Canadian Rangers staff learn white water rescue

Soldiers learn to move individually and in teams in white water. Photo: Sgt Peter Moon.
Soldiers learn to move individually and in teams in white water. Photo: Sgt Peter Moon.

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A group of Canadian Army instructors and staff from the headquarters of the 3rd Canadian Ranger Patrol Group (3 CRPG) completed swift water rescue training to acquire the white water lifesaving skills they will take to the First Nations of Northern Ontario.

“There were a couple of reasons for the training,” said Major Douglas Ferguson, 3 CRPG’s Deputy Commanding Officer. “The first is so the instructors can get the skills they need to pass on to the Canadian Rangers in the North. The second one is to build confidence in the instructors, so they are confident when on the land and water up there.”

The Far North of Ontario has the highest number of Indigenous deaths by drowning in Canada, in part because the region has one of the largest Indigenous populations in Canada, and few people learn to swim in the cold waters during the brief summers. People also spend a great deal of time on the numerous rivers and lakes.

Army instructors travel on a regular basis from 3 CRPG headquarters at Canadian Forces Base (CFB) Borden, Ont., to provide a range of training, including water safety, to the 630 Canadian Rangers in 23 First Nations across Ontario’s Far North. These instructors travel regularly by boat and frequently encounter swift water and white water conditions.

The swift water training was conducted over three days on the Shadow River, downstream from the Magnetawan Falls, north of Parry Sound.

“I’m not an avid swimmer and, yes, I was nervous,” said Warrant Officer Dan Stortz, an Army instructor. “I was surprised by the power of the water. It was hard on the body and was mentally challenging, but once you knew what you were doing, it was a whole lot easier. It was an excellent course and I’m going to pass on what I learned to the Rangers.”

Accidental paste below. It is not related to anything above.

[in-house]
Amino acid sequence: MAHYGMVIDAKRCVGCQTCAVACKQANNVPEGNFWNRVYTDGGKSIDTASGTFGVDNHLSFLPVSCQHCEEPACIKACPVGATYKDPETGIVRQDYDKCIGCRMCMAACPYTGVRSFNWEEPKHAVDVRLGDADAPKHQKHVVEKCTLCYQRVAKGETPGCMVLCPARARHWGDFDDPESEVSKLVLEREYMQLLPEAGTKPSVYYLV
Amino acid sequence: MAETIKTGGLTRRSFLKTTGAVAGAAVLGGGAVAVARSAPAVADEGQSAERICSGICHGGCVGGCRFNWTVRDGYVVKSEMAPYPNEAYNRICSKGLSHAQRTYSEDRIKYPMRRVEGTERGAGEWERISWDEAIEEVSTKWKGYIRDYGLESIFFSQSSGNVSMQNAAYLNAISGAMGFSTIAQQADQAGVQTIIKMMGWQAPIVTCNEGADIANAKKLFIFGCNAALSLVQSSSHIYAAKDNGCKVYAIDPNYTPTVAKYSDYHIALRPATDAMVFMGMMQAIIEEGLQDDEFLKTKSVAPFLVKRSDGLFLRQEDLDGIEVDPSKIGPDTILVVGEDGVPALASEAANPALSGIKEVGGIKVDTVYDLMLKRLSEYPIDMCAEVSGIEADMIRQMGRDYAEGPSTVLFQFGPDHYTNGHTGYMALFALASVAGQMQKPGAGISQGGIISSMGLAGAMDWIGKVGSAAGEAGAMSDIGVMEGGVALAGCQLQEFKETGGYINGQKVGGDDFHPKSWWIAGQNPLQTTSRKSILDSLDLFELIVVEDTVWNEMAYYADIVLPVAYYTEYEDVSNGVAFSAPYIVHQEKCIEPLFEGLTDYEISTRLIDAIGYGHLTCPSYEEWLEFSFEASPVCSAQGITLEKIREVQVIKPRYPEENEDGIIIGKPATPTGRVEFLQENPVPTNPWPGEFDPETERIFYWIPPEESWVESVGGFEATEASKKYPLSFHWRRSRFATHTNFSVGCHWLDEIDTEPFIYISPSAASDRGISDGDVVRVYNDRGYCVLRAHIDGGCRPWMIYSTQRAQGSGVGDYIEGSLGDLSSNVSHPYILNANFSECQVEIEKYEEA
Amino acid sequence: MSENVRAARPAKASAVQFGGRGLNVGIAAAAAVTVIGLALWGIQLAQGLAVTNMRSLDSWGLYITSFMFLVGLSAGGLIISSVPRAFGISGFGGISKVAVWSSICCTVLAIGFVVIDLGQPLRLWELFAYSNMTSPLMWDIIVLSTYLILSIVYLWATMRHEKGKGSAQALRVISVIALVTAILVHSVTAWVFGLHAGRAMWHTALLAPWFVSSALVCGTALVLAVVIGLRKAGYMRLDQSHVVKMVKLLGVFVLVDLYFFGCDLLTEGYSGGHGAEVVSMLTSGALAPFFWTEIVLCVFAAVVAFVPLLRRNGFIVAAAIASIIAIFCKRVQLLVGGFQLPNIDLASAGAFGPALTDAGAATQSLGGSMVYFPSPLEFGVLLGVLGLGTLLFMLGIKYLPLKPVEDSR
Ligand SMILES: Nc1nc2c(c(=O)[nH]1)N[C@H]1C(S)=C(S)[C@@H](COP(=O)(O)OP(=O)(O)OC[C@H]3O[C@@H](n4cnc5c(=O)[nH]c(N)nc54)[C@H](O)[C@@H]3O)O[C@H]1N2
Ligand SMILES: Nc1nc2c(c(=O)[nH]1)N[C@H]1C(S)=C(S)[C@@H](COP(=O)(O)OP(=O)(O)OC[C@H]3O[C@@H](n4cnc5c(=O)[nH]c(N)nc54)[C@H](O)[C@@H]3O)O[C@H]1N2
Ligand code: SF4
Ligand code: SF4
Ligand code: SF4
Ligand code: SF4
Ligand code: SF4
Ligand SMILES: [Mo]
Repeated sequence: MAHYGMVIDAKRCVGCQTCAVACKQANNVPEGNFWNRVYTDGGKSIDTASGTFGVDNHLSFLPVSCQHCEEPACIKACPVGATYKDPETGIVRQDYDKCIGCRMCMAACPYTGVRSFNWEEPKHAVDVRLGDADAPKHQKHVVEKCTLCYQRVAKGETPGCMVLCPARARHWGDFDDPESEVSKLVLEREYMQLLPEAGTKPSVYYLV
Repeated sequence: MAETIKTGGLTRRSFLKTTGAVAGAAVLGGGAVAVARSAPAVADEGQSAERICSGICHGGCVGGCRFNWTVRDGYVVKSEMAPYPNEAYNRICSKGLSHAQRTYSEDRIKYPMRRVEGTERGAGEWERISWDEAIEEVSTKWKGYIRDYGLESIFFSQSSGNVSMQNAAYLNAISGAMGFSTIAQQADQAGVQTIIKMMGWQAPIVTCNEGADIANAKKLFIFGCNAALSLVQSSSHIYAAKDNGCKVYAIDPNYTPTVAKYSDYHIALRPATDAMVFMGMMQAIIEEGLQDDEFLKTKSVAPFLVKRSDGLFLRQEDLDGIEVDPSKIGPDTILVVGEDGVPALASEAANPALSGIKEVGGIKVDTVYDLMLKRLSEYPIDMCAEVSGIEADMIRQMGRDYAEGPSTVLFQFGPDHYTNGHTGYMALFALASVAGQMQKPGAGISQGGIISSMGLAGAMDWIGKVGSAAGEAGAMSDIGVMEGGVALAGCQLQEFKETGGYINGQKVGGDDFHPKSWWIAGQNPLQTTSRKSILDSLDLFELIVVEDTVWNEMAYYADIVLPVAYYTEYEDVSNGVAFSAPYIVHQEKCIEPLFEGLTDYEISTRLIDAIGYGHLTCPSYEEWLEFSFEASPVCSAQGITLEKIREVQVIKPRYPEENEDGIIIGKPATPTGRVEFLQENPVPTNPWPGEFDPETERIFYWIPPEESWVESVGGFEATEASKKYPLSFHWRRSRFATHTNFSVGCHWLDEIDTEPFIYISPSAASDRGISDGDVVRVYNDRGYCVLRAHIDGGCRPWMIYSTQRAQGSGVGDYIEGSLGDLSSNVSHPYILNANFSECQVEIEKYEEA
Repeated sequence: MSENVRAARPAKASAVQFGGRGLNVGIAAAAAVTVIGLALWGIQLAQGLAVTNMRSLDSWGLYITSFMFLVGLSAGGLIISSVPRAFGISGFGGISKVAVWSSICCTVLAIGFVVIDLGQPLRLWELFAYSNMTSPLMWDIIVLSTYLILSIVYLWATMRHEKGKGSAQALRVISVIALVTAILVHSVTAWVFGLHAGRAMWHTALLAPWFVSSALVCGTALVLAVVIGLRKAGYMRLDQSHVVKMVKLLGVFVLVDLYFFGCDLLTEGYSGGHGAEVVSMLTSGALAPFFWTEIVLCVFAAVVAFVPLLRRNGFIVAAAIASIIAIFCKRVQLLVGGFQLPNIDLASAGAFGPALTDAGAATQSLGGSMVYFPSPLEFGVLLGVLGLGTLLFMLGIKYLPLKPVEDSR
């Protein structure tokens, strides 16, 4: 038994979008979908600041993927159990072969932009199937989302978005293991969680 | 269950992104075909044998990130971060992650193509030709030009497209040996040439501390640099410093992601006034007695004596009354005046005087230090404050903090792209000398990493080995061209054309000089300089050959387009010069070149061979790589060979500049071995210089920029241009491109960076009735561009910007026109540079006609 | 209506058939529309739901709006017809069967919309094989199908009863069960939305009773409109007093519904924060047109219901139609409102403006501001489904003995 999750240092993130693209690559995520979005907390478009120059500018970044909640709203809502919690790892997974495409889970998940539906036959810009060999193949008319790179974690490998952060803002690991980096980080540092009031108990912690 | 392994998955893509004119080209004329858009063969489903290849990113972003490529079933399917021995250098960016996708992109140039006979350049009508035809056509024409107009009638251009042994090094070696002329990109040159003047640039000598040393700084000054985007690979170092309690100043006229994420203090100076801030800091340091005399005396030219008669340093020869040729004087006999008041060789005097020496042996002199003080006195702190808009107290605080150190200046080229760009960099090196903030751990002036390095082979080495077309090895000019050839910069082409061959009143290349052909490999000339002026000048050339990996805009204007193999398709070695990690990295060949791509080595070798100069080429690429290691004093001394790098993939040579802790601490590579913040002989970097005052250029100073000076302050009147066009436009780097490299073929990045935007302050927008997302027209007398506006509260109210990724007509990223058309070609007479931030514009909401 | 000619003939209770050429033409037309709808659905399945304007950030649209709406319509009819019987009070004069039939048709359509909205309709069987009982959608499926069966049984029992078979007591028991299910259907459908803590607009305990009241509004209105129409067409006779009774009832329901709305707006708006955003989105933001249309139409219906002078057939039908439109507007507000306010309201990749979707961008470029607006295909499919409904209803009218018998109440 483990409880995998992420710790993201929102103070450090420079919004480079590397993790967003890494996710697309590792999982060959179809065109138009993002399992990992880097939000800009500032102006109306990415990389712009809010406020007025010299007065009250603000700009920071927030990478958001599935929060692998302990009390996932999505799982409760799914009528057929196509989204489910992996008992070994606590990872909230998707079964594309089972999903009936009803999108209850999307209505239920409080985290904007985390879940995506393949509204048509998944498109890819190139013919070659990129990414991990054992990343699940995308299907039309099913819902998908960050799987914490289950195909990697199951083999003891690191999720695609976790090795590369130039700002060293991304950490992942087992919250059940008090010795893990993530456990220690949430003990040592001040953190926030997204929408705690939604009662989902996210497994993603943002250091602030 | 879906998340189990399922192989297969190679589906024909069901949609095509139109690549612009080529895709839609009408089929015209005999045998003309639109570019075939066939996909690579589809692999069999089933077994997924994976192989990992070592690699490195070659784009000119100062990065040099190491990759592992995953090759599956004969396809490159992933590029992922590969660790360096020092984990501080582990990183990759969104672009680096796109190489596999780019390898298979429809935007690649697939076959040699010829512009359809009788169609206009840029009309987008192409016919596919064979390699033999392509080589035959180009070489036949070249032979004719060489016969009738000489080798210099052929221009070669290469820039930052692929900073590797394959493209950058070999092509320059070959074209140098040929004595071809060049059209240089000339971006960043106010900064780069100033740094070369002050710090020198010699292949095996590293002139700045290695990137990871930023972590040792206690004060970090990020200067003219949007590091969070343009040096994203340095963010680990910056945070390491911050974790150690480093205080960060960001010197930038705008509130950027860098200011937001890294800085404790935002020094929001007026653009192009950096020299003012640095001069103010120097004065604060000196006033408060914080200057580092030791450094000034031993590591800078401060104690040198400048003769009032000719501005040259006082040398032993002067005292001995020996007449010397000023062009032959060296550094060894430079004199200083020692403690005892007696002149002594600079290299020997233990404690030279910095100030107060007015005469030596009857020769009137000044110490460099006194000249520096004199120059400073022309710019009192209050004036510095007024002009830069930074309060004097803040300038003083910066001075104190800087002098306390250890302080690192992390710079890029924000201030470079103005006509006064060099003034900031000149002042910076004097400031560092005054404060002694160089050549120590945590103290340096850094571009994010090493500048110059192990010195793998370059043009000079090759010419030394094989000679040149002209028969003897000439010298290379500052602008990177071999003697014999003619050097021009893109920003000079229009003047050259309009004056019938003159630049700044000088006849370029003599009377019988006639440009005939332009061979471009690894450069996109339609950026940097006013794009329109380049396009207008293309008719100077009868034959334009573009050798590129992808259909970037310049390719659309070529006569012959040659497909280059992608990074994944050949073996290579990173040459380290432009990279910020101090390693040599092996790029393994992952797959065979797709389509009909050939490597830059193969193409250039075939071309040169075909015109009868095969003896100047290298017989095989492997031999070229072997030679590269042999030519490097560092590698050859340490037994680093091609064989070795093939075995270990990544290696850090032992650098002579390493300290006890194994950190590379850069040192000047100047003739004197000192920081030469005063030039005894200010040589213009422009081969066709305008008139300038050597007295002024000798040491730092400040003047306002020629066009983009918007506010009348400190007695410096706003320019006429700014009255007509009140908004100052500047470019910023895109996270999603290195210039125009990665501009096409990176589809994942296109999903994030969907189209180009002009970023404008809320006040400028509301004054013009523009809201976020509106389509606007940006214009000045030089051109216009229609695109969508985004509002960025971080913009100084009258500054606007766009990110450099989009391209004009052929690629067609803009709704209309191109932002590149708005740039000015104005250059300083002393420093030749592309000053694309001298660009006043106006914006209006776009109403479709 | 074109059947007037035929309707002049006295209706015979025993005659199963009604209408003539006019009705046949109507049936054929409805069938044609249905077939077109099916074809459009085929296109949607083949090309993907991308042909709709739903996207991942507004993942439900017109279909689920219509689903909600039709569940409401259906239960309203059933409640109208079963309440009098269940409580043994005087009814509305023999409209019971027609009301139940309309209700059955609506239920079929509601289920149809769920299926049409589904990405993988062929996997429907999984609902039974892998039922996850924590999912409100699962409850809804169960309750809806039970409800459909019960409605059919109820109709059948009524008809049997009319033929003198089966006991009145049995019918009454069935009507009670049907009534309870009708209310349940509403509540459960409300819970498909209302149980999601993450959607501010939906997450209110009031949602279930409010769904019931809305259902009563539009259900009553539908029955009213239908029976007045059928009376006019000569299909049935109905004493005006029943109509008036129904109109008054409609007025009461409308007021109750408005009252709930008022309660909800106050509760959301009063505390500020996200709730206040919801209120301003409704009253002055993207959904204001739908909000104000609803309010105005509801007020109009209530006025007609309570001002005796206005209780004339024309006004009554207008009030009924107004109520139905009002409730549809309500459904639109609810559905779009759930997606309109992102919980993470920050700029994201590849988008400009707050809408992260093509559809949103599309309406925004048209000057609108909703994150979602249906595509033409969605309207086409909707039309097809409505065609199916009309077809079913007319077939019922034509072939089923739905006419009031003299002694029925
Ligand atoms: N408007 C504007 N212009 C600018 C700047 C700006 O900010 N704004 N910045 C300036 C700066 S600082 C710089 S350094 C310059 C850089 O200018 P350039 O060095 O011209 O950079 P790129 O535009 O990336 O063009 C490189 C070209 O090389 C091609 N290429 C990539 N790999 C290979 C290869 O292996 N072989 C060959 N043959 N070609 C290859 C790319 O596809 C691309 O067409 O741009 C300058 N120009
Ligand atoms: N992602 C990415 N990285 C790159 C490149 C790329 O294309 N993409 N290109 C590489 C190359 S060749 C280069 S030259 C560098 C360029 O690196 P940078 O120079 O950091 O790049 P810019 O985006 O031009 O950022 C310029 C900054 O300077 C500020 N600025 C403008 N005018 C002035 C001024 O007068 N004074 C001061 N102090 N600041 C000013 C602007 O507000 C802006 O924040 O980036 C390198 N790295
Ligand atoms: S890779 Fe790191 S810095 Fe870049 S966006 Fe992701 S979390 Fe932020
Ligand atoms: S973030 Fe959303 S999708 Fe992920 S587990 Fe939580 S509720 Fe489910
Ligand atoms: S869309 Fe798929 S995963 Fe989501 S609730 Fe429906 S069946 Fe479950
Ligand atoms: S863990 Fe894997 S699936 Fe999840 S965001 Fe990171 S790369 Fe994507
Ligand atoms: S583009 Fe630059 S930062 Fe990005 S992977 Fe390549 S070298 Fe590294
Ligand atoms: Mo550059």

The soldiers learned to recognize the depth and strength of the fast moving water and how to use it to reach people in need of rescue. They learned how to use hand signals to overcome the noise of the water, various knots and pulley systems, rope work, and how to work individually as well as in teams.

“The training taught you how to read the water,” Maj Ferguson said. ‘It taught you [how to] make sure you yourself are safe, but still able to get to a person who is trapped in a safe manner and rescue them.

“I was absolutely surprised by the power of the water. It takes control of you. So it’s a matter of working with the water. You do not have any control over it. The only thing you have is being able to judge the best way for that water to take you to where you want to go.”

Image gallery

  • An Army instructor dives into fast-moving water during rescue training. Photo: Sgt Peter Moon.
  • Leading Seaman Christina Gillis clutches a carabiner clip attached to a rescue rope during swift water rescue training. Photo: Sgt Peter Moon.
  • Soldiers learn to move individually and in teams in white water. Photo: Sgt Peter Moon.
  • Soldiers work as a team to carry a rescued "victim" to the river bank. Photo: Sgt Peter Moon.
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